Gross
Unrealized
Loss
 
Fair Value
Agency bonds
$
3,999


$


$
(1
)

$
3,998

Corporate bonds
6,001




(2
)

5,999

Total
$
10,000


$


$
(3
)

$
9,997










December 31, 2016

Amortized
Cost

Gross
Unrealized
Gain
 
Gross
Unrealized
Loss
 
Fair Value
Agency bonds
$
6,488


$
2


$


$
6,490

Corporate bonds
10,513




(21
)

10,492

Commercial paper
3,987






3,987

Total
$
20,988


$
2


$
(21
)

$
20,969


At June 30, 2017 , the Company’s investments included 4 held-to-maturity debt securities in unrealized loss positions with a total unrealized loss of approximately $3 thousand and a total fair market value of approximately $10.0 million . All investments with gross unrealized losses have been in unrealized loss positions for less than 11 months. The unrealized losses were caused by interest rate fluctuations. There was no change in the credit risk of the securities. The Company does not intend to sell the securities and it is not likely that the Company will be required to sell the securities before the expected recovery of their amortized cost bases. There were no realized gains or losses on the investments for the three and six months ended June 30, 2017 . All of the Company's investments of held-to-maturity securities will mature within less than 12 months with an average maturity of 1 month.
(e) Fair Value Measurements
The following fair value hierarchy table presents information about each major category of the Company’s assets and liabilities measured at fair value on a recurring basis as of June 30, 2017 and December 31, 2016 :

 Fair value measurement at reporting date using:
 
Quoted prices in
active markets for
identical assets
(Level 1)

Significant other
observable
inputs
(Level 2)

Significant
unobservable
inputs
(Level 3)

Total
At June 30, 2017











Cash and cash equivalents
$
81,641


$


$


$
81,641

Restricted cash
$
2,877


$


$


$
2,877

Contingently issuable common stock
$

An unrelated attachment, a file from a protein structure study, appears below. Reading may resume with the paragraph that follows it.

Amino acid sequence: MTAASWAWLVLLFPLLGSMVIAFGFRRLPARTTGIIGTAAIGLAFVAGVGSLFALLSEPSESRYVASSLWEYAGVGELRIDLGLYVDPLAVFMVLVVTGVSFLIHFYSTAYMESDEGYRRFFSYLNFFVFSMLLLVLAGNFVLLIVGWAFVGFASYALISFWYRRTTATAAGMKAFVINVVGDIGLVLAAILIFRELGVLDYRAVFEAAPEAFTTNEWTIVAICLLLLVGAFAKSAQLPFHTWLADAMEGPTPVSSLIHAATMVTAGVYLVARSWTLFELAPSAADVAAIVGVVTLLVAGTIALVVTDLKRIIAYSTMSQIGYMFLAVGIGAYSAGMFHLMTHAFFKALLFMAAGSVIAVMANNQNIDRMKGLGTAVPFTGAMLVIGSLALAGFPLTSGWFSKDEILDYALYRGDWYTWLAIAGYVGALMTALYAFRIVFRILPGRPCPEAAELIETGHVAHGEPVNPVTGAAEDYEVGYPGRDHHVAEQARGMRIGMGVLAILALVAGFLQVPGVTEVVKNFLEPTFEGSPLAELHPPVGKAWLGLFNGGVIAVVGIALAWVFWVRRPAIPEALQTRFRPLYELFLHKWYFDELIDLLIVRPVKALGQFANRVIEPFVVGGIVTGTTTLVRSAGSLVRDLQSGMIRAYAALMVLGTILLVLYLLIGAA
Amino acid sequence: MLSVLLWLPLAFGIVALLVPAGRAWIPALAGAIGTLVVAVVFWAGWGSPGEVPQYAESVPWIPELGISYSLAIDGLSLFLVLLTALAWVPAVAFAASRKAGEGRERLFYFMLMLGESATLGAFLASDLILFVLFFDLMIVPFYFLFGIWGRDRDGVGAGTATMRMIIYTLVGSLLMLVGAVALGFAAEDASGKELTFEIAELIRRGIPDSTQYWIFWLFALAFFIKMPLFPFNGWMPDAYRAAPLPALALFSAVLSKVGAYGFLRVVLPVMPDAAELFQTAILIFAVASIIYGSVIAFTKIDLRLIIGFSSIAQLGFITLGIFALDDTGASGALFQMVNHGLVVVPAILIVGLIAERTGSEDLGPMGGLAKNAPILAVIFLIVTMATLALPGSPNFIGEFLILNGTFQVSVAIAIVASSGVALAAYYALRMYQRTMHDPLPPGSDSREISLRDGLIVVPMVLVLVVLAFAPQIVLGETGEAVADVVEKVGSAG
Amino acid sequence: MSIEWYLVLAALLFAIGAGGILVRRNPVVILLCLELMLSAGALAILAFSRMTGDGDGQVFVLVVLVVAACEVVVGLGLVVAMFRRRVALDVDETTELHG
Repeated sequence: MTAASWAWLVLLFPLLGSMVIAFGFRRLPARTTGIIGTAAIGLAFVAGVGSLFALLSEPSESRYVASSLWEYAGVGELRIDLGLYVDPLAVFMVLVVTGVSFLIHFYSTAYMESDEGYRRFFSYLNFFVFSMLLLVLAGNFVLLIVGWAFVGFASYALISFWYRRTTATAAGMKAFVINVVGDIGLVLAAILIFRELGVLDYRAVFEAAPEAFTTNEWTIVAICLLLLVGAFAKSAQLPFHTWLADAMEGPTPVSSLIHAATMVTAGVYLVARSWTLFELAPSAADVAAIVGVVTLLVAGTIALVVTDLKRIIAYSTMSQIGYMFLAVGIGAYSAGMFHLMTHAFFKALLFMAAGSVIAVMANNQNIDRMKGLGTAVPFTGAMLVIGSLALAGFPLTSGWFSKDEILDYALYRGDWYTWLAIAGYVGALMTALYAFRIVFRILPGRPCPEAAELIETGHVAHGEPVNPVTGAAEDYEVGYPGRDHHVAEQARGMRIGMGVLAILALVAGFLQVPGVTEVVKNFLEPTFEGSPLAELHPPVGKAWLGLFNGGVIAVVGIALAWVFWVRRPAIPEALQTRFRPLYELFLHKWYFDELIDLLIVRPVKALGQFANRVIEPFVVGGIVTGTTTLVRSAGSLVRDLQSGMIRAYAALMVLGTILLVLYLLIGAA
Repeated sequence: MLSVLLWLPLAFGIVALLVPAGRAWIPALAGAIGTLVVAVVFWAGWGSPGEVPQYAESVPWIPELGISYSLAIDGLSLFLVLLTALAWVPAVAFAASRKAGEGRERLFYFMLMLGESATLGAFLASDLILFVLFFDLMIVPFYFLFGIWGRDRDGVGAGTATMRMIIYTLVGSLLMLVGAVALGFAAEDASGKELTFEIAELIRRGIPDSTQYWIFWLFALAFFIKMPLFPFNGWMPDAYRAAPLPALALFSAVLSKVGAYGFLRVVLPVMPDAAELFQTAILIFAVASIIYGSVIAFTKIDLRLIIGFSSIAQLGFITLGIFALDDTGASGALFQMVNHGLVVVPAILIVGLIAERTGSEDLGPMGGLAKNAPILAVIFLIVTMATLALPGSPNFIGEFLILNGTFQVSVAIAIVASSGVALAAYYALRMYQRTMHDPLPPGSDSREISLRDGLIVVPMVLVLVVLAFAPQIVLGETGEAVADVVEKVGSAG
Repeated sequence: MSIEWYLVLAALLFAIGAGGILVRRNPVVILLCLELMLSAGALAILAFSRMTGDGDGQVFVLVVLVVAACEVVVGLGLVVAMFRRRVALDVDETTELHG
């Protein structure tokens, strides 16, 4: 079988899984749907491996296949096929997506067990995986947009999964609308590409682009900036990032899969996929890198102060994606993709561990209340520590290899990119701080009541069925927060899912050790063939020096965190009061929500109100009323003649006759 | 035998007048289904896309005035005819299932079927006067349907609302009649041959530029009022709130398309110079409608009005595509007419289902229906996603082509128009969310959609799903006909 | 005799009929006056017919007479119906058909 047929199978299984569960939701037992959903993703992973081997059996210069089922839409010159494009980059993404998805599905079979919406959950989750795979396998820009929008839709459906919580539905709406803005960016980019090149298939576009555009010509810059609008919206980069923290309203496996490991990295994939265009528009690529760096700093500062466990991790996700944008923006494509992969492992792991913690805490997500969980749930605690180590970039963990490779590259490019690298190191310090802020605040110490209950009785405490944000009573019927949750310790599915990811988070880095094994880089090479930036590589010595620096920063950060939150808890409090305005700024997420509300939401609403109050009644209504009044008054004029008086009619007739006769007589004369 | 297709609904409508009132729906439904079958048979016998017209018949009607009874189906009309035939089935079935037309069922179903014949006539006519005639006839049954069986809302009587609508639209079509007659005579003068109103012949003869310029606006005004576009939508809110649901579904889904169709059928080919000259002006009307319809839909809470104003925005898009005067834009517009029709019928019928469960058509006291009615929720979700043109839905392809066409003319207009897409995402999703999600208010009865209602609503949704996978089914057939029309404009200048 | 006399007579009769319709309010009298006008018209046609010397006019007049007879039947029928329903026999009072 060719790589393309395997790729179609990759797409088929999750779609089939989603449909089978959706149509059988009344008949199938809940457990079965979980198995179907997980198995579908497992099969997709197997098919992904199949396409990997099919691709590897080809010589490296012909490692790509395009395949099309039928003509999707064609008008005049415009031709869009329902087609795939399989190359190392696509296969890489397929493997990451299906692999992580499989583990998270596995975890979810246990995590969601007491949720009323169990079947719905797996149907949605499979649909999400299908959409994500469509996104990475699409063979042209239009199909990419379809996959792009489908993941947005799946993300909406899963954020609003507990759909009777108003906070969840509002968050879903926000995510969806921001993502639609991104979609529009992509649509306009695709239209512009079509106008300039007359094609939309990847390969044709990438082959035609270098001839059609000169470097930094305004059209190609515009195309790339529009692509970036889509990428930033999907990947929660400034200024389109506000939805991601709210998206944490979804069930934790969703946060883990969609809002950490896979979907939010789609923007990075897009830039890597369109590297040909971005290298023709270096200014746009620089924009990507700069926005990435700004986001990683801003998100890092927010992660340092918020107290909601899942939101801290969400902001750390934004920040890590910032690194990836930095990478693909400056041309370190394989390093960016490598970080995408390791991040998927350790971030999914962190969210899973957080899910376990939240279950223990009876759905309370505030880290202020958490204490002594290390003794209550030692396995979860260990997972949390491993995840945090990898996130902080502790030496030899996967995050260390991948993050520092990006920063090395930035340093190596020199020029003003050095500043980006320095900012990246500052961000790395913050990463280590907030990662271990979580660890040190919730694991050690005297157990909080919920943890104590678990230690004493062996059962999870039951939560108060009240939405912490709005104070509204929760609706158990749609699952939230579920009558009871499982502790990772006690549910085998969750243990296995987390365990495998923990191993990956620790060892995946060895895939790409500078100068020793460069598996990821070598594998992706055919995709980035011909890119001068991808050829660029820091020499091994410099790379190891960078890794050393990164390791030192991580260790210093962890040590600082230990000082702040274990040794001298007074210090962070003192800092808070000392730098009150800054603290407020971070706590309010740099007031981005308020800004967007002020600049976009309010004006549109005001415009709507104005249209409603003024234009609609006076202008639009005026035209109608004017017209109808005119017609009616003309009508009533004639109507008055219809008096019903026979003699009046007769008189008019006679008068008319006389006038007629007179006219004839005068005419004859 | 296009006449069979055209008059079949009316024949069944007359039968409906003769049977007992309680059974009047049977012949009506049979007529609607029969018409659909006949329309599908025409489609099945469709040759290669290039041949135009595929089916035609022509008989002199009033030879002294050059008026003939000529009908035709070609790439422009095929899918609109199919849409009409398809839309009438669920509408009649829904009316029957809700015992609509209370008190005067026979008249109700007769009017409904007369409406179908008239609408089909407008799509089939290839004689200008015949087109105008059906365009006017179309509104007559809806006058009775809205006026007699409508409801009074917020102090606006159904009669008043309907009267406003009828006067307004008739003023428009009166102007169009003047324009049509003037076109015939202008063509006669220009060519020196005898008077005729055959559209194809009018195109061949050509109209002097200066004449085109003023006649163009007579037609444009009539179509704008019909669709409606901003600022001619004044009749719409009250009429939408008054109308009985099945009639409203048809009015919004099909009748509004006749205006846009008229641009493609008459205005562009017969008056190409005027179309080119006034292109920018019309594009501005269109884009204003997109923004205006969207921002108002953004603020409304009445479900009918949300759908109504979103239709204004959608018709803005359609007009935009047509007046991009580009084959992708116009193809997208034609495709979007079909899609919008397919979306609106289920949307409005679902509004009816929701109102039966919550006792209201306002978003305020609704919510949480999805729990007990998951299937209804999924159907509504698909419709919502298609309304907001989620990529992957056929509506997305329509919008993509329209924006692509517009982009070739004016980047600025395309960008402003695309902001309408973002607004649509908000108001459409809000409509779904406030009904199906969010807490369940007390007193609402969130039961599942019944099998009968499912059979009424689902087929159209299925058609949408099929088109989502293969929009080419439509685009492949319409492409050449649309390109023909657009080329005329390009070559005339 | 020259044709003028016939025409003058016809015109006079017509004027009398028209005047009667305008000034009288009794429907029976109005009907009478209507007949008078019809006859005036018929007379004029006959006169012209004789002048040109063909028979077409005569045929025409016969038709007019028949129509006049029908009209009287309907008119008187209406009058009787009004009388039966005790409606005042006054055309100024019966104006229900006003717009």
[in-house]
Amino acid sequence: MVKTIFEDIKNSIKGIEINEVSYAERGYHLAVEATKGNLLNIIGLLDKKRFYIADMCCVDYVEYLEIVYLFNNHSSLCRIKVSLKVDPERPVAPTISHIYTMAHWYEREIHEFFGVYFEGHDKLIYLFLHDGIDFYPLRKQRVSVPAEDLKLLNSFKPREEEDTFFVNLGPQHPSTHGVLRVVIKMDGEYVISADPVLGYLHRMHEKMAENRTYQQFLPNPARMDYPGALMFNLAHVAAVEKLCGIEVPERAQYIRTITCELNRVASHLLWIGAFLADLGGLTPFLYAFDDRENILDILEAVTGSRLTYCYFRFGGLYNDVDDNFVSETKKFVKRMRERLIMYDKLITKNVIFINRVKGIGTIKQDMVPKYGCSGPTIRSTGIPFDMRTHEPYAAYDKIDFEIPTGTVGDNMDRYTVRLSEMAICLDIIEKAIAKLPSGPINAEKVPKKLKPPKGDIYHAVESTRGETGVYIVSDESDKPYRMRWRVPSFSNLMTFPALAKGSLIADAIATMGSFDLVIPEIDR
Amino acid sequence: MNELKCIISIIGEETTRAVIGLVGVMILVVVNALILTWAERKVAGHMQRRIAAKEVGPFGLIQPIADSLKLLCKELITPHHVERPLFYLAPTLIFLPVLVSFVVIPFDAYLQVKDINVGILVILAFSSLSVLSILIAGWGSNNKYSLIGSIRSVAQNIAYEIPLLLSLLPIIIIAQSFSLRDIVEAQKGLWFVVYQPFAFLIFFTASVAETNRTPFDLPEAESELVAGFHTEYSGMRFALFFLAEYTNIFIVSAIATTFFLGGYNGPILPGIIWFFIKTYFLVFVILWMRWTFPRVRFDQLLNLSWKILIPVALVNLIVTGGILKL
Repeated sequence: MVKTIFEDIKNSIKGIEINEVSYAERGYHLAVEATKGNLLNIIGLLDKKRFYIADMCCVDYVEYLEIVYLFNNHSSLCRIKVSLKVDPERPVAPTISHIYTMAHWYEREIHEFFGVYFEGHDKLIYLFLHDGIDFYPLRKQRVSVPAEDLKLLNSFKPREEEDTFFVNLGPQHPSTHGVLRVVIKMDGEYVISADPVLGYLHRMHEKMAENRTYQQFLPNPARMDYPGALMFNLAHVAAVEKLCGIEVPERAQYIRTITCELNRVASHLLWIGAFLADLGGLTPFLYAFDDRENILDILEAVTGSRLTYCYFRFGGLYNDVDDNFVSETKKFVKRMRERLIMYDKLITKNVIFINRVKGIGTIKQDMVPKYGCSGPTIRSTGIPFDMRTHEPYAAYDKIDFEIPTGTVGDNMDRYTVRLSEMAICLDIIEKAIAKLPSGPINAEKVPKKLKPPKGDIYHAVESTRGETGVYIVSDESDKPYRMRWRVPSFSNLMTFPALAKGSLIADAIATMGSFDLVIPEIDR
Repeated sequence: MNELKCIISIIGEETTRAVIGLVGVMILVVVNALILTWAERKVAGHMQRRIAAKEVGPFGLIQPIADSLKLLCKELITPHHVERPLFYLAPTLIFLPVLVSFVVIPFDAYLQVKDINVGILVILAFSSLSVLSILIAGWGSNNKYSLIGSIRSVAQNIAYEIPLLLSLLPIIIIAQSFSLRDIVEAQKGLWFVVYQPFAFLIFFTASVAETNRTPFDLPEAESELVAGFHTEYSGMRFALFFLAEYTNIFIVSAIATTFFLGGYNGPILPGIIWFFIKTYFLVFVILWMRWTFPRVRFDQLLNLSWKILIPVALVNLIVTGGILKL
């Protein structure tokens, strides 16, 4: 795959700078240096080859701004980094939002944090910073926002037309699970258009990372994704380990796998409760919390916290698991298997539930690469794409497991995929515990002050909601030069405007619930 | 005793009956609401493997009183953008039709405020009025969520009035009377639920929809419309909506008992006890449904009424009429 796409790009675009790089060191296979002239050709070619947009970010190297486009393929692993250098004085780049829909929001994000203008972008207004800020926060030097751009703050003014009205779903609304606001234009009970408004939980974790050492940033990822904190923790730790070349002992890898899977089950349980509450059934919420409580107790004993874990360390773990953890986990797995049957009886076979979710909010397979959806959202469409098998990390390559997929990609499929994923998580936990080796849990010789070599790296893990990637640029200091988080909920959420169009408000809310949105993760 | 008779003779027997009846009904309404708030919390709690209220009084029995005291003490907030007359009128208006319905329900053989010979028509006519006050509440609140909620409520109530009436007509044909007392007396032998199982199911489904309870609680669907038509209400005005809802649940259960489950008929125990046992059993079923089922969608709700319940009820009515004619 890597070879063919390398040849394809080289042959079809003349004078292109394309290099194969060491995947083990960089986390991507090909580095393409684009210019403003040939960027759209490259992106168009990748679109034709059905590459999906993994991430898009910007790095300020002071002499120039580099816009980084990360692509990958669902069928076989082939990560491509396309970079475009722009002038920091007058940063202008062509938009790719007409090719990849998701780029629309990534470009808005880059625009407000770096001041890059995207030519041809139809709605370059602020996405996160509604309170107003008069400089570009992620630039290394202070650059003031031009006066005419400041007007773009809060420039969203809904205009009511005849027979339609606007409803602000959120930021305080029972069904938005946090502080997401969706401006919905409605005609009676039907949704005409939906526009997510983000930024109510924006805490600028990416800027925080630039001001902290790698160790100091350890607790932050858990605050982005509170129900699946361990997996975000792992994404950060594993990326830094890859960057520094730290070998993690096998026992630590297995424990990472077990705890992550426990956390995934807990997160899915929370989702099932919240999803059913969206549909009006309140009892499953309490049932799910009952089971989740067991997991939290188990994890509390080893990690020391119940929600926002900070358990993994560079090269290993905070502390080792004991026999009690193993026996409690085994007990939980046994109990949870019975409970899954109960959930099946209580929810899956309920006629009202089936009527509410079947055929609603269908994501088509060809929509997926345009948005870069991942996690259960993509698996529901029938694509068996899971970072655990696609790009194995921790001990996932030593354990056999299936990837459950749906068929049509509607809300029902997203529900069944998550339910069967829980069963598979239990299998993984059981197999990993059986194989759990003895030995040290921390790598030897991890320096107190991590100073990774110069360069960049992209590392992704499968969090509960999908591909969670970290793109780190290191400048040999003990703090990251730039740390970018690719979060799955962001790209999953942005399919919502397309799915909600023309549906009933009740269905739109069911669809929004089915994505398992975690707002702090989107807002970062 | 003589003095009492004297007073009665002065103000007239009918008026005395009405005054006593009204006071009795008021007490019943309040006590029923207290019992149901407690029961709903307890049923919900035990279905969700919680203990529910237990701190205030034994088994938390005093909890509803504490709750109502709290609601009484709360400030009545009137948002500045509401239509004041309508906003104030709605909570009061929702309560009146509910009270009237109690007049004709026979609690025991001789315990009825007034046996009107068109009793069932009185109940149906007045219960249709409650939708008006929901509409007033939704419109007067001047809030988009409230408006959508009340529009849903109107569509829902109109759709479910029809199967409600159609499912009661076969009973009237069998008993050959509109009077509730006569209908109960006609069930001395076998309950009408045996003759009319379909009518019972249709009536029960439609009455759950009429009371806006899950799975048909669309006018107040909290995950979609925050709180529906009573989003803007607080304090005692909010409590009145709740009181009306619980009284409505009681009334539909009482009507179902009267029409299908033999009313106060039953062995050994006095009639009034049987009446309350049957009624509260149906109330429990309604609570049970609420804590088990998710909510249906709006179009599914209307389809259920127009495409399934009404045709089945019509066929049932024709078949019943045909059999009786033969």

$


$
9,600


$
9,600

At December 31, 2016











Cash and cash equivalents
$
26,120


$


$


$
26,120

Restricted cash
$
2,001


$


$


$
2,001

Contingently issuable common stock
$


$


$
12,200


$
12,200



6

Table of Contents
ENDOLOGIX, INC.
NOTES TO CONDENSED CONSOLIDATED FINANCIAL STATEMENTS—(Continued)
(all tabular amounts presented in thousands, except per share, per unit, and number of years)
(Unaudited)



There were no re-measurements to fair value during the six months ended June 30, 2017 of financial assets and liabilities that are not measured at fair value on a recurring basis. There were no transfers between Level 1, Level 2 or Level 3 securities during the six months ended June 30, 2017 .
(f) Financial Instruments Not Recorded at Fair Value on a Recurring Basis
The Company measures the fair value of its 2.25% Convertible Senior Notes due 2018 and 3.25% Convertible Senior Notes due 2020 (collectively, the “Senior Notes”) carried at amortized cost quarterly for disclosure purposes. The estimated fair value of the Senior Notes is determined by Level 2 inputs and is based primarily on quoted market prices for the same or similar securities. Based on the market prices, the fair value of our long-term debt was $123.2 million as of June 30, 2017 and $187.6 million as of December 31, 2016 .
The Company measures the fair value of its Term Loan carried at amortized cost quarterly for disclosure purposes. The estimated fair value of the Term Loan is determined by Level 3 inputs and is based primarily on unobservable inputs that are not corroborated by market data. The fair value of our Term Loan was $100.2 million as of June 30, 2017 .
Due to short-term nature, the Company believes that the carrying value of its revolving line of credit approximated its fair value at June 30, 2017 .
The Company measures the fair value of its held-to-maturity marketable securities carried at amortized cost quarterly for disclosure purposes. The fair value of marketable securities is determined by Level 2 inputs and is based primarily on quoted market prices for the same or similar instruments.

4. Stock-Based Compensation

The Company classifies stock-based compensation expense in the accompanying Condensed Consolidated Statements of Operations and Comprehensive Loss, based on the department to which the recipient belongs. Stock-based compensation expense included in cost of goods sold and operating expenses during the three and six months ended June 30, 2017 and 2016 , was as follows:

Three Months Ended
 
Six Months Ended

June 30,
 
June 30,

2017

2016
 
2017

2016
Cost of goods sold
$
304


$
259

 
$
473


$
532

Operating expenses:





 





Research and development
323


434

 
583


797

Clinical and regulatory affairs
160


593

 
420


493

Marketing and sales
1,283


1,261

 
2,341


2,391

General and administrative
1,164


1,339

 
2,371


2,555

Total operating expenses
$
2,930


$
3,627

 
$
5,715


$
6,236

Total
$
3,234


$
3,886

 
$
6,188


$
6,768


5. Net Loss Per Share